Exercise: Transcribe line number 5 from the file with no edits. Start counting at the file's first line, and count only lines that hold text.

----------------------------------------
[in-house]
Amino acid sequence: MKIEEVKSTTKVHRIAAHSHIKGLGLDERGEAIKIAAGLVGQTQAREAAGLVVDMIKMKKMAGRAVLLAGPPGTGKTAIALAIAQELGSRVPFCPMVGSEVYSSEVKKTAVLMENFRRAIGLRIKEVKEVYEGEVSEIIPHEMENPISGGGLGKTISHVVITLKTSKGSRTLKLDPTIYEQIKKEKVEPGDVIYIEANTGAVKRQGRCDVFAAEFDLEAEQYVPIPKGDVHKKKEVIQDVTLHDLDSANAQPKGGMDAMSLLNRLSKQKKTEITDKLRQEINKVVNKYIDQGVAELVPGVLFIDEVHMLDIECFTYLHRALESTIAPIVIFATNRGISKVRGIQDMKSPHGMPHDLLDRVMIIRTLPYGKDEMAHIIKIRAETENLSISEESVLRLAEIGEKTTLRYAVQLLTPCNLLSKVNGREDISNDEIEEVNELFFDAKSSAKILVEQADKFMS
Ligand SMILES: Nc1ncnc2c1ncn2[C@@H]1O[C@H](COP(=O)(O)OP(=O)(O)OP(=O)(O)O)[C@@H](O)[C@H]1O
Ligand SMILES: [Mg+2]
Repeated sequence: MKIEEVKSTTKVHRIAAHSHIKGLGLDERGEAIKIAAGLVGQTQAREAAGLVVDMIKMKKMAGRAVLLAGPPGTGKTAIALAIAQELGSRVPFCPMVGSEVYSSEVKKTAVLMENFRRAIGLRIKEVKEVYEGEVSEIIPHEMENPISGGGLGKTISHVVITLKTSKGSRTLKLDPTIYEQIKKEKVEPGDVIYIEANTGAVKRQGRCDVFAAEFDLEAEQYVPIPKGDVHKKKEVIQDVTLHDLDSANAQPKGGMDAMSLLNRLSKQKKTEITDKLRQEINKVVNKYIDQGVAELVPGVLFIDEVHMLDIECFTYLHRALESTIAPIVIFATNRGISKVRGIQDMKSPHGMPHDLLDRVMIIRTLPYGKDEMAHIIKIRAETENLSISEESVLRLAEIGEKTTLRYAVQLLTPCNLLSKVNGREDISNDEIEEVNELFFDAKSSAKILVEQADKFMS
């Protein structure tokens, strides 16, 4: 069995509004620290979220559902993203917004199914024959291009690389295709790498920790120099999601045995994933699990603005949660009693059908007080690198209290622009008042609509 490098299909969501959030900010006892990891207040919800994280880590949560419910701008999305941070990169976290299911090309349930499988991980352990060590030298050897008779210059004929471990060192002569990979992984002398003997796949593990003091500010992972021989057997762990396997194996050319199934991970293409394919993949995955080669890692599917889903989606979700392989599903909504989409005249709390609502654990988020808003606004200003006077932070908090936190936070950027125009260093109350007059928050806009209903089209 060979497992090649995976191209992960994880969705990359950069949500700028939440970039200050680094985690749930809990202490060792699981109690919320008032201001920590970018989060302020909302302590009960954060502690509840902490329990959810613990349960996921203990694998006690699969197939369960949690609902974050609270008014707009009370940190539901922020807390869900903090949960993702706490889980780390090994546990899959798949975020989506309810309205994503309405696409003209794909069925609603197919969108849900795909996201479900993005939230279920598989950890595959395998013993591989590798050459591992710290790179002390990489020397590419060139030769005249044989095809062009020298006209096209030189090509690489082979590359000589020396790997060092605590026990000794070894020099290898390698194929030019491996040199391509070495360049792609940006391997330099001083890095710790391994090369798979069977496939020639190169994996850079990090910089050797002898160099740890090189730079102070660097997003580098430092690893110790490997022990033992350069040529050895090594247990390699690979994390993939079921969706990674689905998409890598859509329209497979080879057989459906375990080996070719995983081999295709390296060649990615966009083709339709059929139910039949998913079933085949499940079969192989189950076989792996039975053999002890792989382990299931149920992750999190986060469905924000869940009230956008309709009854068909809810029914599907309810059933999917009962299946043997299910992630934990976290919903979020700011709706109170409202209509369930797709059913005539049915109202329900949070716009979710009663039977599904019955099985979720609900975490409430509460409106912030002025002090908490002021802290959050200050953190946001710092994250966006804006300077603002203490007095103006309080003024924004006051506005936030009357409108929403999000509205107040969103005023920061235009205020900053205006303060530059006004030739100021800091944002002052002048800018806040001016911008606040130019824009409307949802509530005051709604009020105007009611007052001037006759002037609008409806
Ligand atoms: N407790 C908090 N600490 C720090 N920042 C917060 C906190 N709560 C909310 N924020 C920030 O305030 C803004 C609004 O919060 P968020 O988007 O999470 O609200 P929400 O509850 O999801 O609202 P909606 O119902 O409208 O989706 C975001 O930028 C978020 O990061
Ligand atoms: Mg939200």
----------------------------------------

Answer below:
Repeated sequence: MKIEEVKSTTKVHRIAAHSHIKGLGLDERGEAIKIAAGLVGQTQAREAAGLVVDMIKMKKMAGRAVLLAGPPGTGKTAIALAIAQELGSRVPFCPMVGSEVYSSEVKKTAVLMENFRRAIGLRIKEVKEVYEGEVSEIIPHEMENPISGGGLGKTISHVVITLKTSKGSRTLKLDPTIYEQIKKEKVEPGDVIYIEANTGAVKRQGRCDVFAAEFDLEAEQYVPIPKGDVHKKKEVIQDVTLHDLDSANAQPKGGMDAMSLLNRLSKQKKTEITDKLRQEINKVVNKYIDQGVAELVPGVLFIDEVHMLDIECFTYLHRALESTIAPIVIFATNRGISKVRGIQDMKSPHGMPHDLLDRVMIIRTLPYGKDEMAHIIKIRAETENLSISEESVLRLAEIGEKTTLRYAVQLLTPCNLLSKVNGREDISNDEIEEVNELFFDAKSSAKILVEQADKFMS